Saturday, 31 December 2011

Don't Look Now (1973)

Fig. 1
Nicolas Roeg's Don't Look Now is a gripping psycho thriller that creates confusion and unexplainable and unbareable tension. The film is meant to annoy and intrigue the audience with its slow pace scenes where the tension builds to nothing. The sound throughout seems muffled and in quite a few scenes the speech is in Italian, this leads the audience into an absolute confusion alongside an uncanny world of narrow Venice streets, cold churches and drab hotel rooms. The plot follows a young couple who move to Venice after the loss of their daughter. Whilst in Venice, two elderly sisters speak to Christine (Julie Christie), one being blind says she can see their daughter sitting in between the couple. This leads to a series of haunting occurrences and ultimately leads to the death of John. Through the film there are several subtle references to what is going to happen, for instance John's premonition - seeing his wife and the two elderly sisters dressed in black heading back to Venice.  

Fig. 2
The scene where the daughter drowns is epically emotive, the scenes pace slowly leads the audience into the heartache the family is about to suffer. The red coat of the girl is shockingly bright and immediately grabs the audience. Adam Smith states, "Few films can as efficiently induce an attack of the screaming heebie-jeebies as Nicolas Roeg's classic supernatural thriller. Based on a Daphne du Maurier short story and made in 1973, it's one of the most haunting, enigmatic and, in the final moments, bloodily shocking movies ever made - and it showcases, in Roeg, one of Britain's most distinctive voices . . ." (Smith 2001) Smith praises the narrative, as well as the film itself. As the book behind the film is already chilling, the adaptation just emphasises the the uncanny quality.

The montage of scenes at the end of the film is particularly emotive and powerful in the way it ties the narrative, which is representational of the mosaic John (Donald Sutherland) is trying to piece together. The colour red and the element water are recurring motifs throughout the film, these are prominent to the audience within the majority of scenes - red, the warning of danger and water a constant reminder of the couple's loss. David Wood suggests, "Effective enough as a chiller in its own right, with Roeg of course it all goes so much deeper, acting as a labyrinthine but none the less moving and perceptive mediation on loss, love, and the indefinable nature of time itself. As if piecing together an intricate puzzle, key motifs constantly recur: the colour red, shattered glass, water, until their ultimate meaning is finally revealed to horrifying effect." (Wood 2001) Wood portrays Roeg's creation perfectly, explaining the film is pieced together in order to subtly reveal vital clues within the plot and in doing so creates this creepy atmosphere which puzzles its audience.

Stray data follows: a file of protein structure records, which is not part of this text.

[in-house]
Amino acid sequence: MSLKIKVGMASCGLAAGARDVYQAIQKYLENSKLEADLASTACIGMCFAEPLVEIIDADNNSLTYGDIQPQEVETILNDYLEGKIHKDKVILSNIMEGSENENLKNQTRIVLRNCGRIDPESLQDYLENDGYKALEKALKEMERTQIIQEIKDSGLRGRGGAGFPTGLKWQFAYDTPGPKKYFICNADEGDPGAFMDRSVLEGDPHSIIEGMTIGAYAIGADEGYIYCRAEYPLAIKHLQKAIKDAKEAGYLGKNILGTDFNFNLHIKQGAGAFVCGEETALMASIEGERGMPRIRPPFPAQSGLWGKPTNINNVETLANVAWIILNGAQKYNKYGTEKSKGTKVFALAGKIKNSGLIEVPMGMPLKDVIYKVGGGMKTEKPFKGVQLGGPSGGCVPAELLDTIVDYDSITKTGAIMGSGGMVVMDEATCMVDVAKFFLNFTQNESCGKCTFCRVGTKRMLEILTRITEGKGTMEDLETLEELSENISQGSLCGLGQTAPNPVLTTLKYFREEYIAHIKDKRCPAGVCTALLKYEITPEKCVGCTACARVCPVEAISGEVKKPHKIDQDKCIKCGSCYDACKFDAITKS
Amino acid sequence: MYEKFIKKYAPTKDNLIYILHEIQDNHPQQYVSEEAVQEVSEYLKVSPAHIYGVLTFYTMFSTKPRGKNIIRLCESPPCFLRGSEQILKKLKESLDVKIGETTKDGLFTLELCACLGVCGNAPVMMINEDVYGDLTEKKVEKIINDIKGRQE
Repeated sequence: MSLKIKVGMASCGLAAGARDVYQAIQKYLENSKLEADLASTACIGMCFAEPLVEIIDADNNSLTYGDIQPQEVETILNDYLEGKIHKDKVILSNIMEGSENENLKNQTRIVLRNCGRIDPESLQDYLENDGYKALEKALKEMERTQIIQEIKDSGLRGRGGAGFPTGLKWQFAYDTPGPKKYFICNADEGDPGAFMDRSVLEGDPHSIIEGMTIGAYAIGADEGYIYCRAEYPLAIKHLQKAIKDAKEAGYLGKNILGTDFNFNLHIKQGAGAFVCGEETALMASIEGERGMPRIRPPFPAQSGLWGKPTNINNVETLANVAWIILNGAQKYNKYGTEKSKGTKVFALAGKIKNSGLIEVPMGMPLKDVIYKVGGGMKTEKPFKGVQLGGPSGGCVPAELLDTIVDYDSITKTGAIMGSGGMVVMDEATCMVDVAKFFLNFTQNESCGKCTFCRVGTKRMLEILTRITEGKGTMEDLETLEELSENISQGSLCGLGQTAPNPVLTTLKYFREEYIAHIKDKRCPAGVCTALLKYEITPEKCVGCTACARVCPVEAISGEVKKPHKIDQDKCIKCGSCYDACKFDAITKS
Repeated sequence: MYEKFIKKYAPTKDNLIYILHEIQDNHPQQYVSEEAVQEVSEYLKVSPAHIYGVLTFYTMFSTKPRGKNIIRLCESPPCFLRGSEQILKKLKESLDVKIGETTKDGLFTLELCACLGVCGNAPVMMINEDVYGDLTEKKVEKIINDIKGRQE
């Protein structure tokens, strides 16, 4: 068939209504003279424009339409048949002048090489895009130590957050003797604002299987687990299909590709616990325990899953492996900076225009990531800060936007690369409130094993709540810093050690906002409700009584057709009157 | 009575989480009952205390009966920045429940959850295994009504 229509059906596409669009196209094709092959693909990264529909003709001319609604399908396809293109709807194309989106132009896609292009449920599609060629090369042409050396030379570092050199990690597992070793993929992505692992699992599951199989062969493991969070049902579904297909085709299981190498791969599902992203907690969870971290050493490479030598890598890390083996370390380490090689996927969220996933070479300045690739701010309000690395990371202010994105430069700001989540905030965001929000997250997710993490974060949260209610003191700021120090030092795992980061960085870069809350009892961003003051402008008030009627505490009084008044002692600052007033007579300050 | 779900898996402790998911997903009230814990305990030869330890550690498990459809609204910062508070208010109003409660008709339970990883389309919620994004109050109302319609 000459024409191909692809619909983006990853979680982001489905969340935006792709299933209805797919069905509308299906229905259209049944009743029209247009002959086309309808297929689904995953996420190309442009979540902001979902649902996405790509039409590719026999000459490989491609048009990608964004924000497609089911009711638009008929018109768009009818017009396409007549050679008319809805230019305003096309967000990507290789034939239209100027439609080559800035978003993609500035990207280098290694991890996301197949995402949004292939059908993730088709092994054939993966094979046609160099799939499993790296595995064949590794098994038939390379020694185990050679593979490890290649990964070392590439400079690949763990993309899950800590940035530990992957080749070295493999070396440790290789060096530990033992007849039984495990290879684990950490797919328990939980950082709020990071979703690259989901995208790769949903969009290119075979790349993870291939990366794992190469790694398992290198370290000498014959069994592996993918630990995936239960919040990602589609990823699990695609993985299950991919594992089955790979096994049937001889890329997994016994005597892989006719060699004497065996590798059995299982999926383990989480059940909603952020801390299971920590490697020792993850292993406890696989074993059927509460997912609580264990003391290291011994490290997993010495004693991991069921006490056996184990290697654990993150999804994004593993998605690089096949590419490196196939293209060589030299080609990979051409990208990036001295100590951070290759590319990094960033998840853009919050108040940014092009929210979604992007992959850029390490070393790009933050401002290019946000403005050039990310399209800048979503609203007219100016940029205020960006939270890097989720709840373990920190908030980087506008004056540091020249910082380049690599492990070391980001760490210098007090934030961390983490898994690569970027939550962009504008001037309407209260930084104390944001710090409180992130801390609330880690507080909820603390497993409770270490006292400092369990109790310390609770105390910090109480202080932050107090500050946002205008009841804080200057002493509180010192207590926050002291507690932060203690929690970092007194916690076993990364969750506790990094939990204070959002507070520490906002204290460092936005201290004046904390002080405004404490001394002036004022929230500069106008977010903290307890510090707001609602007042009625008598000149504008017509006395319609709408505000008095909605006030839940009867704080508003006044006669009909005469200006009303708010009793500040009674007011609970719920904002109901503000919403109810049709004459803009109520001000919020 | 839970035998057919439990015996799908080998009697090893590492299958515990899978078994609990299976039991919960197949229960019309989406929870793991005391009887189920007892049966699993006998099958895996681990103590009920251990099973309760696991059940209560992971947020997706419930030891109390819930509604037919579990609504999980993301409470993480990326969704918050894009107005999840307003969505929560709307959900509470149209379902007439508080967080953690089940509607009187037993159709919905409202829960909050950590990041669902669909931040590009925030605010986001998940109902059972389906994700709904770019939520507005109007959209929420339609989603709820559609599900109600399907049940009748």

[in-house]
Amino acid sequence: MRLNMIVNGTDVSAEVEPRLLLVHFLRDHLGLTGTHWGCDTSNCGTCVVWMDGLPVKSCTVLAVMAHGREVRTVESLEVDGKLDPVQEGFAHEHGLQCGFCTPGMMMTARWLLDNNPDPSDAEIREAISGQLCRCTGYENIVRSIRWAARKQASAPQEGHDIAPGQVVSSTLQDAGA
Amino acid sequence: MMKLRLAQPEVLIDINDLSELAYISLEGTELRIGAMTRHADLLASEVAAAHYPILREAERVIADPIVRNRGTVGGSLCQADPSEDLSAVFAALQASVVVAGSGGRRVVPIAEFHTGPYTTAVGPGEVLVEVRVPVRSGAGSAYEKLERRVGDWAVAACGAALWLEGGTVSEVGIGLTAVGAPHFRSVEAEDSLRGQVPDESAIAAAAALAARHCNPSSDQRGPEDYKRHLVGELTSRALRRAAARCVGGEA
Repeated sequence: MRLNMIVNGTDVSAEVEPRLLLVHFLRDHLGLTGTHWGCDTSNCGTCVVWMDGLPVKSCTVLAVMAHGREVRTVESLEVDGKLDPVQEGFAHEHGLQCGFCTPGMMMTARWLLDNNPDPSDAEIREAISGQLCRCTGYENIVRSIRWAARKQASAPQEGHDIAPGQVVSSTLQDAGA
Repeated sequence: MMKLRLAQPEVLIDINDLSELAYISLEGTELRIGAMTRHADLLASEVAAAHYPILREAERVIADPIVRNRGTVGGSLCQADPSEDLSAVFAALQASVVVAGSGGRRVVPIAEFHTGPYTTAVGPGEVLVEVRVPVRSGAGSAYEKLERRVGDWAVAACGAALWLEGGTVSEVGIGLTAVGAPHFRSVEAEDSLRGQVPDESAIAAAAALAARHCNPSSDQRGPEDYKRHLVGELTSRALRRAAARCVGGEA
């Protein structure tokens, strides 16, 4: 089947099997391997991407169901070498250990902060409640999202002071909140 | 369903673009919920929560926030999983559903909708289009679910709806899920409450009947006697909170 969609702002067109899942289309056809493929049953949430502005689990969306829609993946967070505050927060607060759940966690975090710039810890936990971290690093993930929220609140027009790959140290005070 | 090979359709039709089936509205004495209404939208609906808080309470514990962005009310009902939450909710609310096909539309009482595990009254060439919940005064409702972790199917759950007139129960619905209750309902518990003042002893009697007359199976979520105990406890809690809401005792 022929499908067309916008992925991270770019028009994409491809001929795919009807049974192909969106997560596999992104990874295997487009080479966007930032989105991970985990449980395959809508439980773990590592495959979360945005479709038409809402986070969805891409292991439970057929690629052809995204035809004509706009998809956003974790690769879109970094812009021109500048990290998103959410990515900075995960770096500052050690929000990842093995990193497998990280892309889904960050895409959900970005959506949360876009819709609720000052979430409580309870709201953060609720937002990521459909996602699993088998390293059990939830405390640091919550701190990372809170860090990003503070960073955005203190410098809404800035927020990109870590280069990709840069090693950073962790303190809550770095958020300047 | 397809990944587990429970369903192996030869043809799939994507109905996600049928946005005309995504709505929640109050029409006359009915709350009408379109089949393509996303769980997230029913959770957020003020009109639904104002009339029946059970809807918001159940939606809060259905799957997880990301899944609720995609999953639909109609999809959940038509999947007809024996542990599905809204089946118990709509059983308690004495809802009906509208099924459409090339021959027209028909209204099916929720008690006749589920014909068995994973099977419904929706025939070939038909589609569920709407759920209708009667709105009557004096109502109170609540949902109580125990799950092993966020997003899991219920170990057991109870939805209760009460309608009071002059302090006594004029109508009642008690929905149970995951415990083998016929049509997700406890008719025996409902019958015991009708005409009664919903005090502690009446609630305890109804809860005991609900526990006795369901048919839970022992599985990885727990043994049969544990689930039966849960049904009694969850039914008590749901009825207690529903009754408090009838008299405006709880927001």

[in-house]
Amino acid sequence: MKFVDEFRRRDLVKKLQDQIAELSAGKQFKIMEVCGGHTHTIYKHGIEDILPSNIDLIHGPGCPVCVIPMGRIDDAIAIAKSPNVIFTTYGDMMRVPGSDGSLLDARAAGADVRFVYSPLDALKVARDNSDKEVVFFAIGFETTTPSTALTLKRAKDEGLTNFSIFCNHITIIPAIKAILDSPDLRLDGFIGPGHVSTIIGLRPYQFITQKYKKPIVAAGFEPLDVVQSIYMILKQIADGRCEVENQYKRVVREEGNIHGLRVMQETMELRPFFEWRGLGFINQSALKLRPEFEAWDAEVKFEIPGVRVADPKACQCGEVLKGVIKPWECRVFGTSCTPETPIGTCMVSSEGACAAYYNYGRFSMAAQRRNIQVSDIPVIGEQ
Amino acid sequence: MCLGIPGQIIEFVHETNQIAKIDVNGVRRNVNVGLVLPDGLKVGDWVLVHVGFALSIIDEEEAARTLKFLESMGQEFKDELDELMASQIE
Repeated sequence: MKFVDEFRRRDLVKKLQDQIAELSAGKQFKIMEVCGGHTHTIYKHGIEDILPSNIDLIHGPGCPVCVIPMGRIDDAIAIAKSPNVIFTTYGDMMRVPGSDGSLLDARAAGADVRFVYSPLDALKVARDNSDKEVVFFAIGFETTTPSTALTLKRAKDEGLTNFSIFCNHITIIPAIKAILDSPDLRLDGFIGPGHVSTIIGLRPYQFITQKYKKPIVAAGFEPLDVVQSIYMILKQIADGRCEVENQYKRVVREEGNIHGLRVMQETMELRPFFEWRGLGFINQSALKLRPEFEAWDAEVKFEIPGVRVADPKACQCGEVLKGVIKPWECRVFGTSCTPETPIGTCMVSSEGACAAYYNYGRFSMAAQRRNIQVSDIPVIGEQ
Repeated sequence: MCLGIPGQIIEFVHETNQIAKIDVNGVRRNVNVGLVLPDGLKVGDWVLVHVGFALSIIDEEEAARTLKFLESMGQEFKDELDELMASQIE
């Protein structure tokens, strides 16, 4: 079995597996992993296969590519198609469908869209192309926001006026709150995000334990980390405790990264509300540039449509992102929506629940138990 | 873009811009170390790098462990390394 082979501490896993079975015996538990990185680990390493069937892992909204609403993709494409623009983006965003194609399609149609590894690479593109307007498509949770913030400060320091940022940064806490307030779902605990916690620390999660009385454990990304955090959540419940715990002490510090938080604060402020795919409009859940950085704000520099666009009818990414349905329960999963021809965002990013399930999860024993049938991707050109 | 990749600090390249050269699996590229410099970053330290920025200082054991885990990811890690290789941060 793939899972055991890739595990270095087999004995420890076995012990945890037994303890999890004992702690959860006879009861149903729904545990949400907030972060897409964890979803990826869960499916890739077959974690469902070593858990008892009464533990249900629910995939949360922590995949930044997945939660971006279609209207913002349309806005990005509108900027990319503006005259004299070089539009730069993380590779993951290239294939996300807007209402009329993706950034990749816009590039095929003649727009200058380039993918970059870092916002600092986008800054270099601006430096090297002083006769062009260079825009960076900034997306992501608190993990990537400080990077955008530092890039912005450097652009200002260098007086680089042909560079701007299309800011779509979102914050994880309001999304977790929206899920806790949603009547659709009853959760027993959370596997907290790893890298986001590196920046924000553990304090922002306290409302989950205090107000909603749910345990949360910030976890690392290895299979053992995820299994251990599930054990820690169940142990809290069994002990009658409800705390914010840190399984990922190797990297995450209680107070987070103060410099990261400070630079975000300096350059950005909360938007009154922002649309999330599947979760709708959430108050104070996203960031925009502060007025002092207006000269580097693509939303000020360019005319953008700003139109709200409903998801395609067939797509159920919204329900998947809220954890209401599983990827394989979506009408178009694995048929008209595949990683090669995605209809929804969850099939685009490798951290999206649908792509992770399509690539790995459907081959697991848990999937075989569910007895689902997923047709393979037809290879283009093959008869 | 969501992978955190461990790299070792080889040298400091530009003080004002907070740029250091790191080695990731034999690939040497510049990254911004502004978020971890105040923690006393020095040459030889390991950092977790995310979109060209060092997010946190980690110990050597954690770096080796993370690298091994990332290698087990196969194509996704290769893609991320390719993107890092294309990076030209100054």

Fig. 3
The shots within the film are all created in a specific way to create enigmatic scenes. The close-ups of the glass breaking, the water ripples, the bright red blood etc all bring the sense of the uncanny. Roger Ebert observes, "He's [Roeg] a former cinematographer, and a genius at filling his frame with threatening forms and compositions. He uses Venice as well as she's ever been used in a movie; he shot there in late fall and an early, dark, wet winter." (Ebert 1973) Ebert takes note of Roeg's chilling and disturbing editing and shots. He praises the effectiveness of the atmosphere created.

List of illustrations

Figure 1. Roeg, Nicolas (1973) Don't Look Now Movie Poster. At: (Accessed on:3/12/11)

Figure 2. Roeg, Nicolas (1973) 'John Baxtor' realisation that his child is dead. At: (Accessed on:3/12/11)

Figure 3. Roeg, Nicolas (1973) John's Premonition. At: (Accessed on:3/12/11)


Empire Adam Smith (2001) Don't Look Now. At: (Accessed on:3/12/11)

BBC David Wood (2001) Don't Look Now (1973). At: (Accessed on:3/12/11)

Roger Ebert (1973) Don't Look Now. At: (Accessed on:3/12/11)

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